SERP (Search Engine Results Page)
SERPS, or Search engine results page, is a web page that displays a list of results returned by a search engine based on a particular search query that a user has entered. For example, if you type the search query, “dog training tips” into a search engine, such as Google, Bing or Yahoo, the page that you are taken to after submitting your query is called the search engine results page. More on SERPs can be read on our blog. he SERPS will list a title, including your search query as a link, a short description of the web page, and the actual url of the web page underneath the description. The page usually includes about 10 results per page, with links on the bottom to skip to the next page. Most often, browsers will never click on the next page, because the first page displays the most relevant links based on their search query, with result number 1 being the most relevant, accurate choice.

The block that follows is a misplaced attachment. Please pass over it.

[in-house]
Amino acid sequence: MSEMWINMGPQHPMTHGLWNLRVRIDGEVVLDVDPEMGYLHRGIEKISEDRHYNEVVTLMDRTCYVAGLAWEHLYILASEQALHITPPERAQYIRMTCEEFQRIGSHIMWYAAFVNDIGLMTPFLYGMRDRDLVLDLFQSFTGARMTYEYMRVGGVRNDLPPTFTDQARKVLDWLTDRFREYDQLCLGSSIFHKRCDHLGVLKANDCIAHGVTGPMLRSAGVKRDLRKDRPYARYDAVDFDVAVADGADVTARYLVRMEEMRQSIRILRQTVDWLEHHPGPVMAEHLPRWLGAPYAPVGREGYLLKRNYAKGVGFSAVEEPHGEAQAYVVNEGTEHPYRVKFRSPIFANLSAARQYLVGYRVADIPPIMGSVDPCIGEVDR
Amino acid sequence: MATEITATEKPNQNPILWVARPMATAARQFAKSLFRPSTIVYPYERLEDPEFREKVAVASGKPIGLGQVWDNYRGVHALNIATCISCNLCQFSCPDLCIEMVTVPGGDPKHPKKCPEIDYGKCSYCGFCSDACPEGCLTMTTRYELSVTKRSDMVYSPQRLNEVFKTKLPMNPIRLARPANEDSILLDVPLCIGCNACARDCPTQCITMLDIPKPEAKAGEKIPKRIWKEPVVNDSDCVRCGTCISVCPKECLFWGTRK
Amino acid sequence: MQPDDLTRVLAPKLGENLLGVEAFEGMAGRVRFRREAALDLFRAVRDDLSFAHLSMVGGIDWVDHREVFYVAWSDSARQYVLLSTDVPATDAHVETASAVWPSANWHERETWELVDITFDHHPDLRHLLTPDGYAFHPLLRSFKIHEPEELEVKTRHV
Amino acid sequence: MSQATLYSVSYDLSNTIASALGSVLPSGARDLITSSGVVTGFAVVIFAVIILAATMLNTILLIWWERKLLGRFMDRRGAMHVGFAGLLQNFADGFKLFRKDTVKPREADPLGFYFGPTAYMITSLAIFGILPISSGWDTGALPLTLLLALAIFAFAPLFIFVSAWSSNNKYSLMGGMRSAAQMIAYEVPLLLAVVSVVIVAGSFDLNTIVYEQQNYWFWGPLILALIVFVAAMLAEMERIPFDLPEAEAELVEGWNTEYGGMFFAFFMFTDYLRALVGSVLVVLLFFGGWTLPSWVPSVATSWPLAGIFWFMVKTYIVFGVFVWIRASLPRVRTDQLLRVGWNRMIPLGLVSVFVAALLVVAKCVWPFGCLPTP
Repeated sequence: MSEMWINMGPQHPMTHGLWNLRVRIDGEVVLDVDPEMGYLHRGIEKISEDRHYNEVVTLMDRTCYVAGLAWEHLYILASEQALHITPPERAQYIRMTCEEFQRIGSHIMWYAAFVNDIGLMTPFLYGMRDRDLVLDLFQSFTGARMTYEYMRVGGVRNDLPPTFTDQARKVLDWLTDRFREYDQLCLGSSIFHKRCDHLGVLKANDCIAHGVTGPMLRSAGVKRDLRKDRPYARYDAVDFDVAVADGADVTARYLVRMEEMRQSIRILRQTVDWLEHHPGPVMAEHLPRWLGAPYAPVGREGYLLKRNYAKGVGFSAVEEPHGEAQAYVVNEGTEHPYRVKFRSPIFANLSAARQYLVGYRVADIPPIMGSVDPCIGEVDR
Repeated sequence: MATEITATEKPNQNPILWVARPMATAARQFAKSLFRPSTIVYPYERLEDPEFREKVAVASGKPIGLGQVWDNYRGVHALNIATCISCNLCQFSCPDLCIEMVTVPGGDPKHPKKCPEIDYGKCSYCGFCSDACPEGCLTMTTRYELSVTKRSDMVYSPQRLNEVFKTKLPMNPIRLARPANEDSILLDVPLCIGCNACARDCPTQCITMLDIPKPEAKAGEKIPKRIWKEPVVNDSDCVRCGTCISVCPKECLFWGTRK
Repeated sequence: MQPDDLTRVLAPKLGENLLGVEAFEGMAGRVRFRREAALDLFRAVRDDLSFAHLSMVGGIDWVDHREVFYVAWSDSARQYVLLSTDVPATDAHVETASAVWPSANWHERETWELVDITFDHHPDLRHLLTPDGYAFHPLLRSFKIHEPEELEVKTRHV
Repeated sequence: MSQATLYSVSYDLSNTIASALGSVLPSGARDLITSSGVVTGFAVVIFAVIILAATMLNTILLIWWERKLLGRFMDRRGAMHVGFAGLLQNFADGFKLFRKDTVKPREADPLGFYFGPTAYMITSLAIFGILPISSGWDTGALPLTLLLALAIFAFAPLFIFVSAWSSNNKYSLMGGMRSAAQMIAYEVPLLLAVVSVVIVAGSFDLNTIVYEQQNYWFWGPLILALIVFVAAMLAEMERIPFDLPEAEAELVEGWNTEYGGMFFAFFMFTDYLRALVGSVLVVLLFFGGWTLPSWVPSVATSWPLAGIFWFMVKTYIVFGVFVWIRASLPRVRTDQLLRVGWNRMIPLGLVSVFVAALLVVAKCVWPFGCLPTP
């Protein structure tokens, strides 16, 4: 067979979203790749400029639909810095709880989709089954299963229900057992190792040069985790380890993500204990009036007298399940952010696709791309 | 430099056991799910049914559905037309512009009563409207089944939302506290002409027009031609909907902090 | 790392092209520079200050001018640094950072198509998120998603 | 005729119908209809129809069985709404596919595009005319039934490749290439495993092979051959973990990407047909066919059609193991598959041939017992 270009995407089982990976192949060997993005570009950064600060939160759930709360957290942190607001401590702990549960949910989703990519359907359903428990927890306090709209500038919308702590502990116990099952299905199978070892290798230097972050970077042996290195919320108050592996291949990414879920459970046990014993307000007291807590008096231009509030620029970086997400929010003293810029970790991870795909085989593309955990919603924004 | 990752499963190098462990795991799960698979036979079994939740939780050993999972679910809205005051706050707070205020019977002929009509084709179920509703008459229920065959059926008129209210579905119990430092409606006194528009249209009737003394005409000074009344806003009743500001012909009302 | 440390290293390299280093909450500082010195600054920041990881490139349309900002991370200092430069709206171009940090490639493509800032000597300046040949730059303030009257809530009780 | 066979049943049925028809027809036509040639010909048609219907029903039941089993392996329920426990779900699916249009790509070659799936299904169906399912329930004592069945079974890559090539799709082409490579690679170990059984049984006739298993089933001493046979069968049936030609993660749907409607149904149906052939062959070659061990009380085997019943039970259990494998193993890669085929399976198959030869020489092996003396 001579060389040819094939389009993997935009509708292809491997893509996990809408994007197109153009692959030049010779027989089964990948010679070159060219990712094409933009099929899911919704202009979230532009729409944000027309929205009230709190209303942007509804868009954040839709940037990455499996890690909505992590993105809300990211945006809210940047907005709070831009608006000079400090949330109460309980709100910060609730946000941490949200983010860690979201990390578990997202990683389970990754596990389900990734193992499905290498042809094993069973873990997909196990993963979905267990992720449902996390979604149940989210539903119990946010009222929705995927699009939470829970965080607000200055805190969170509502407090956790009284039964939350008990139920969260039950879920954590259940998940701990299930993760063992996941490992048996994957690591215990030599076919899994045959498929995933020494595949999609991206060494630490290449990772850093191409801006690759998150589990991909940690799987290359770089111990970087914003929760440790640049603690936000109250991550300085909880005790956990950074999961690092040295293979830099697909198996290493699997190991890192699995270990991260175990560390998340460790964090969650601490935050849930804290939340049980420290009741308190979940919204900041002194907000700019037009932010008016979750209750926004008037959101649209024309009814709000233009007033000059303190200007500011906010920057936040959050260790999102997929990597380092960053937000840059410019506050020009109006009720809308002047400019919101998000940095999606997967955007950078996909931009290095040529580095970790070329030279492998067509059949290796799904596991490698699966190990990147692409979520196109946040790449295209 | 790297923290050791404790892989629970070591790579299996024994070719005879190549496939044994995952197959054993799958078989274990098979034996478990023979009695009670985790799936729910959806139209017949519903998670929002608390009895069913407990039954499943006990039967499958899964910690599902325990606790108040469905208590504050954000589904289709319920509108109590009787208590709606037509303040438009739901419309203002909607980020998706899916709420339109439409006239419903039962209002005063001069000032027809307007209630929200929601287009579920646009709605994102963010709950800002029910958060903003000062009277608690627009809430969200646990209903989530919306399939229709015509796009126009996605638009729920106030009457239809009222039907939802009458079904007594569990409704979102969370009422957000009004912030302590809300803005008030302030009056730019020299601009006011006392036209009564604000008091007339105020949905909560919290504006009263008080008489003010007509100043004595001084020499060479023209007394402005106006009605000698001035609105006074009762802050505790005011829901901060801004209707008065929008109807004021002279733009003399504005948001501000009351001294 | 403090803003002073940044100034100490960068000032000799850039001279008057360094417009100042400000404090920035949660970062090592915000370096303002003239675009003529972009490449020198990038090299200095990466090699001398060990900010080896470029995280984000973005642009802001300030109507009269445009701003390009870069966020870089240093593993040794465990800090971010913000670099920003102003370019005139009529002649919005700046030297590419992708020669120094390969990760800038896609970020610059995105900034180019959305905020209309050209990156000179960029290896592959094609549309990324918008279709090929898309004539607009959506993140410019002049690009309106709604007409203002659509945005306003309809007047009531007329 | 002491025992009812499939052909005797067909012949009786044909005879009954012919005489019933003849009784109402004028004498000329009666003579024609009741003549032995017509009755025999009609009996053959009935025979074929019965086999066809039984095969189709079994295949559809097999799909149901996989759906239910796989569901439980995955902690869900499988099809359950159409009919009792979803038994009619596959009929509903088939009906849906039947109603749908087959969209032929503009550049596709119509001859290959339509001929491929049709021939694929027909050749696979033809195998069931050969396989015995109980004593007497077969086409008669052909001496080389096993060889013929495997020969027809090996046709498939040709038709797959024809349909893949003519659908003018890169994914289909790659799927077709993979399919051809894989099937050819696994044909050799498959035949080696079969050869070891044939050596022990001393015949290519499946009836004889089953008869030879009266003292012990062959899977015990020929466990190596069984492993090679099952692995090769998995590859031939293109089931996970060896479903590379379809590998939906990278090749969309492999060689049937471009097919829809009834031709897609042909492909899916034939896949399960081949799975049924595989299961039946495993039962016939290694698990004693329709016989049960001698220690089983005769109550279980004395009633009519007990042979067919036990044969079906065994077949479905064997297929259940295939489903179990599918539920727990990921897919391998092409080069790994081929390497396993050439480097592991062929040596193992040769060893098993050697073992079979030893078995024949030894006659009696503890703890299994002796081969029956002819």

How SERP Works
SERPs are the results a user sees when using a search engine. These web pages are ranked based on their keywords and link profiles or they can be listed at the top of the page if they are ads. The user will type in a search query, or specific keywords, and the search engine will pull the top pages that apply most to the topic.
Keep in mind that each SERP is uniquely its own. That’s because search engines want their users to have a one of a kind experience and will tailor the SERP to each individual depending on their location, search history, and other factors. That means two people can use the same search engine, type in the same exact keyword, and still get different results.